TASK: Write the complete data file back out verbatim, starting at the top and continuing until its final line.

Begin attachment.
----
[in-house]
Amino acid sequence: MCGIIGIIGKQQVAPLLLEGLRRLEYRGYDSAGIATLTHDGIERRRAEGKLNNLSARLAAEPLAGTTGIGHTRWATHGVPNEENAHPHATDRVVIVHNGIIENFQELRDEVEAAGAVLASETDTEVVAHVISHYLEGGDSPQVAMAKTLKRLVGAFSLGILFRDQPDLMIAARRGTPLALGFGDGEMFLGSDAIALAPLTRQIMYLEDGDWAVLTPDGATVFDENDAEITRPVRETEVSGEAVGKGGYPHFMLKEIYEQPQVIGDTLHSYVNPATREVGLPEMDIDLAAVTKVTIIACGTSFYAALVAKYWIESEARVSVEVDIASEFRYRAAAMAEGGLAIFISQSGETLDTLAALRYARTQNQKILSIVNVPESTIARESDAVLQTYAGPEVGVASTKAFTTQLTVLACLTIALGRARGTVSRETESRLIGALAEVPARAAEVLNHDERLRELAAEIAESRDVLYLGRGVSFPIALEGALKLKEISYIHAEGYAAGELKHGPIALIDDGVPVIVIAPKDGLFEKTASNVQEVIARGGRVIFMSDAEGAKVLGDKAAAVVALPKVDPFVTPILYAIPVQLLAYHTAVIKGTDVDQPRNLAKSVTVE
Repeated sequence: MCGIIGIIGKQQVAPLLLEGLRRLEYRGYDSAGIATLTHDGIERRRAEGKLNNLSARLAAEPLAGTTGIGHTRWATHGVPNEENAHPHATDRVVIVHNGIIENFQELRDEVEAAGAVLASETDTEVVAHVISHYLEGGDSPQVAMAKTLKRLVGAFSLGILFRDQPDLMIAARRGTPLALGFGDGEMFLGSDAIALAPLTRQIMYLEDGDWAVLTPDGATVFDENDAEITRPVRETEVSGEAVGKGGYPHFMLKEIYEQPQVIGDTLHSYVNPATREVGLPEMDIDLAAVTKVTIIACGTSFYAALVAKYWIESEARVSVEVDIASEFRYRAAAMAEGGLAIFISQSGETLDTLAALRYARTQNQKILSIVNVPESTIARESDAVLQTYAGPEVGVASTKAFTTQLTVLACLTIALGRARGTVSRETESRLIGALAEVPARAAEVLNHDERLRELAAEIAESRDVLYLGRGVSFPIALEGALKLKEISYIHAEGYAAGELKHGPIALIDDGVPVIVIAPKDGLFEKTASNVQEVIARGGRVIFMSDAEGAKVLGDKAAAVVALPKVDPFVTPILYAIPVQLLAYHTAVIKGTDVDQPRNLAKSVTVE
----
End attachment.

[in-house]
Amino acid sequence: MCGIIGIIGKQQVAPLLLEGLRRLEYRGYDSAGIATLTHDGIERRRAEGKLNNLSARLAAEPLAGTTGIGHTRWATHGVPNEENAHPHATDRVVIVHNGIIENFQELRDEVEAAGAVLASETDTEVVAHVISHYLEGGDSPQVAMAKTLKRLVGAFSLGILFRDQPDLMIAARRGTPLALGFGDGEMFLGSDAIALAPLTRQIMYLEDGDWAVLTPDGATVFDENDAEITRPVRETEVSGEAVGKGGYPHFMLKEIYEQPQVIGDTLHSYVNPATREVGLPEMDIDLAAVTKVTIIACGTSFYAALVAKYWIESEARVSVEVDIASEFRYRAAAMAEGGLAIFISQSGETLDTLAALRYARTQNQKILSIVNVPESTIARESDAVLQTYAGPEVGVASTKAFTTQLTVLACLTIALGRARGTVSRETESRLIGALAEVPARAAEVLNHDERLRELAAEIAESRDVLYLGRGVSFPIALEGALKLKEISYIHAEGYAAGELKHGPIALIDDGVPVIVIAPKDGLFEKTASNVQEVIARGGRVIFMSDAEGAKVLGDKAAAVVALPKVDPFVTPILYAIPVQLLAYHTAVIKGTDVDQPRNLAKSVTVE
Repeated sequence: MCGIIGIIGKQQVAPLLLEGLRRLEYRGYDSAGIATLTHDGIERRRAEGKLNNLSARLAAEPLAGTTGIGHTRWATHGVPNEENAHPHATDRVVIVHNGIIENFQELRDEVEAAGAVLASETDTEVVAHVISHYLEGGDSPQVAMAKTLKRLVGAFSLGILFRDQPDLMIAARRGTPLALGFGDGEMFLGSDAIALAPLTRQIMYLEDGDWAVLTPDGATVFDENDAEITRPVRETEVSGEAVGKGGYPHFMLKEIYEQPQVIGDTLHSYVNPATREVGLPEMDIDLAAVTKVTIIACGTSFYAALVAKYWIESEARVSVEVDIASEFRYRAAAMAEGGLAIFISQSGETLDTLAALRYARTQNQKILSIVNVPESTIARESDAVLQTYAGPEVGVASTKAFTTQLTVLACLTIALGRARGTVSRETESRLIGALAEVPARAAEVLNHDERLRELAAEIAESRDVLYLGRGVSFPIALEGALKLKEISYIHAEGYAAGELKHGPIALIDDGVPVIVIAPKDGLFEKTASNVQEVIARGGRVIFMSDAEGAKVLGDKAAAVVALPKVDPFVTPILYAIPVQLLAYHTAVIKGTDVDQPRNLAKSVTVE